- “Transmutium” Element: For one point of energy, this special element allows the player (once per turn) to change the game board elements (hexes and wooden discs) to match any previously scored Element card in the player’s score pile. Like the “Restartium”, the “Transmutium” Element card is tipped to its side to show it has been used. At the end of the player’s turn, it’s tipped back to its normal position.
- “Element of Surprise” Element: This special element allows a player to take a special turn at the end of their opponent’s turn. When an opponent is done taking their turn, all the other players (in turn order sequence) can spend 1 Nobel token on their Scientist card or search through their score pile for a card of their choice and place it in the discard pile. The player now has 2 points to spend for actions and they must be used now. A player does not spend an energy when paying for the Element of Surprise.
Super Scientific Scientists
The Scientist cards can be used to give the player a special ability. This doesn’t cost the player an energy to trigger, but it will cost a Nobel token. When used, a Nobel token is placed on the Scientist card. If the Scientist card has 3 Nobel tokens on it, it’s discarded and no longer in the game. Some of the special actions include:
- When using the “Element of Surprise” Element, gain 1 extra energy.
- The “Transmutium” Element can be used without spending an energy.
- An empty hex tile can be flipped to its opposite side without spending an energy.
- An empty grey hex tile can be moved for free to any adjacent location.
Four is a Crowd, Five is a Party
Finally, this game expansion allows for a 5th player to join at the table to compete for the title of “Top Scientific Dog”!
Game Set Up
If playing the base game with the expansion, additional set up steps must be taken. They are summarized here.
- Gather all the Nobel tokens and place them in a central pile. All players have access to this pile of Nobel of tokens throughout the game.
- Separate the Scientists cards and shuffle them. Deal out to each player 2 Scientist cards each. Players keep one, placing it in front of them face-up, and return the other. All returned Scientist cards and any undealt Scientist cards are returned to the game box.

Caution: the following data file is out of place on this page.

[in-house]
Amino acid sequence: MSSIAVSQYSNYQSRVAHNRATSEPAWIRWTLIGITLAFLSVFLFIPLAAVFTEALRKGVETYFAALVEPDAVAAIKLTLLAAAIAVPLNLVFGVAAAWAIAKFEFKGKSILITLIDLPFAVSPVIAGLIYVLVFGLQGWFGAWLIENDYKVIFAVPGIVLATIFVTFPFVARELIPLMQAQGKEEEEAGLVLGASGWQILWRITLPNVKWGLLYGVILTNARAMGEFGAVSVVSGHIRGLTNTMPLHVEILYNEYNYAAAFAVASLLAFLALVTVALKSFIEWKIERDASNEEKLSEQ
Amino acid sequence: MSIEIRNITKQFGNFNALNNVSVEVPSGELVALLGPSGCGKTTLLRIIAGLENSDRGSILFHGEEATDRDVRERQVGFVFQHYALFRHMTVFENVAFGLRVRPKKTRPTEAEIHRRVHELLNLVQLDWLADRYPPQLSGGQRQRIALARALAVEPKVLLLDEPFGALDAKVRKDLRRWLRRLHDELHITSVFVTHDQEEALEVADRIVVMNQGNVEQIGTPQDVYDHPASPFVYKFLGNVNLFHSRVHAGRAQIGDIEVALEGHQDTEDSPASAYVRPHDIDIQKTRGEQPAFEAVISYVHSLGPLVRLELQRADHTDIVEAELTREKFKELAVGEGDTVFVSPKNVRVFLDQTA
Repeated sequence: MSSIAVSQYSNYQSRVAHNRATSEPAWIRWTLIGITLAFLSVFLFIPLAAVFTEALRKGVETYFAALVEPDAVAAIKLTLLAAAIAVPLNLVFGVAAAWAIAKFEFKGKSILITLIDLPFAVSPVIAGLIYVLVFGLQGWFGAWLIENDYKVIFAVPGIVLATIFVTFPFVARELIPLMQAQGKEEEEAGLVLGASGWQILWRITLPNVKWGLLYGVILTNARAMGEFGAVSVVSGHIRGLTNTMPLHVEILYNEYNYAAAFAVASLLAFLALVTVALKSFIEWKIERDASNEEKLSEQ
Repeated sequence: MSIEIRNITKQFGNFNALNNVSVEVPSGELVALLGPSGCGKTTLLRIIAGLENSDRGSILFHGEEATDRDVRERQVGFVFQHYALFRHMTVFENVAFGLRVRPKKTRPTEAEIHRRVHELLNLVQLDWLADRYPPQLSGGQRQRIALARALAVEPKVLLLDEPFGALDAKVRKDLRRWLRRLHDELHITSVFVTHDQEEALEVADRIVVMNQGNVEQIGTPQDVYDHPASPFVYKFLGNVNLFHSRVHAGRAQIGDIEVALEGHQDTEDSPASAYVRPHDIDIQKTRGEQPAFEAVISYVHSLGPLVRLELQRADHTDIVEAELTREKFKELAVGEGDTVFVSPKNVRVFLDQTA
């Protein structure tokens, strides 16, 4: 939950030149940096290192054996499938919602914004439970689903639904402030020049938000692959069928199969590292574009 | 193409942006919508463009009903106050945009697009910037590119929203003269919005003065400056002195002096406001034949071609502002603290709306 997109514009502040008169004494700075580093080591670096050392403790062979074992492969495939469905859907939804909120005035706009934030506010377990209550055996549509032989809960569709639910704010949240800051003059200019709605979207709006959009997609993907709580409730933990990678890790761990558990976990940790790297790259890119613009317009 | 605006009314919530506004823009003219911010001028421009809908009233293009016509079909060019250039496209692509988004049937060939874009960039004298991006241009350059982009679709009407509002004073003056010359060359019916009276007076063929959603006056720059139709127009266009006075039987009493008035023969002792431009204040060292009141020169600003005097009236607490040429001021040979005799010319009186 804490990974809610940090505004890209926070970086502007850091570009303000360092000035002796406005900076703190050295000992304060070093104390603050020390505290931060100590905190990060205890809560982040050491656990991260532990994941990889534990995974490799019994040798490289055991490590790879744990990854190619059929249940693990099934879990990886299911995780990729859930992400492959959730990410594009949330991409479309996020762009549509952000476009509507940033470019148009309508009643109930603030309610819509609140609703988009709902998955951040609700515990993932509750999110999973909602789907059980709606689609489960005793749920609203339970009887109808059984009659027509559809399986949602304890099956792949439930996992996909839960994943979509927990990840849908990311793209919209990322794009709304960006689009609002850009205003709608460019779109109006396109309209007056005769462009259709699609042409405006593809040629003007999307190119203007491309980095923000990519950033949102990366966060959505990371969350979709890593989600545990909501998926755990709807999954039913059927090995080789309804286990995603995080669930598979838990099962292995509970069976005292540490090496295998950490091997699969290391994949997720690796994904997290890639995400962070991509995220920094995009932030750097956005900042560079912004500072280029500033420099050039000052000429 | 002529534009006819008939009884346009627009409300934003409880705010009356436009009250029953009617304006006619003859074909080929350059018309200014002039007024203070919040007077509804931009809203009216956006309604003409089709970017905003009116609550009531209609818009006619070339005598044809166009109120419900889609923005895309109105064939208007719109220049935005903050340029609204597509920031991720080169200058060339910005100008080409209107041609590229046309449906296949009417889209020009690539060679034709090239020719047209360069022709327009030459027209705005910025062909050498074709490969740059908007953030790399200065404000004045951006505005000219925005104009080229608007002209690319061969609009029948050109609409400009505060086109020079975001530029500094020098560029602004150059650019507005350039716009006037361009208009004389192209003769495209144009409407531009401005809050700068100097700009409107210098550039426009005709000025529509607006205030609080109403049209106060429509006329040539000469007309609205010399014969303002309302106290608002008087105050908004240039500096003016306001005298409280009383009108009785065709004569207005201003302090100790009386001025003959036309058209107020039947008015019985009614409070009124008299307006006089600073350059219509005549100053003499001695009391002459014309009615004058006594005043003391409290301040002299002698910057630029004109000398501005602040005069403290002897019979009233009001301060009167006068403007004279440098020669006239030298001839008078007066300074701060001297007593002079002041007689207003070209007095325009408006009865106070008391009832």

- Place the “Transmutium” and “Element of Surprise” Element cards face-up next to the “Restartium” Element card and the “Extramovium” Element card. Underneath this row of cards, place the 5 “Black Element” cards, face-up.
- Combine all the Element cards together and then separate them by their Idea value (1, 2, or 3) which will result in 3 separate decks. Shuffle each deck and deal to each player 2 Element cards worth 1 Idea value point each, 1 Element card worth 2 Idea value points, and 1 Element card worth 3 Idea value points. This should result in each player being dealt 4 Elemental cards. Then combine the three Element decks, shuffle them, and create two roughly equal decks, placing them face-down. Players can draw from either one of these two decks during step 2 of their turn. When using the expansion, your game playing area might look like the following when fully set up.
- To determine the first player, the player who has the oldest date on their Scientist card goes first.
A Few Additional Rule Tweaks
For the most part, the game is played in the same fashion as the base game with the following exceptions noted here and above.
- An “empty hex tile” can be either yellow or grey when it’s moved. The only hex tile that cannot be moved or flipped over is the Center hex tile.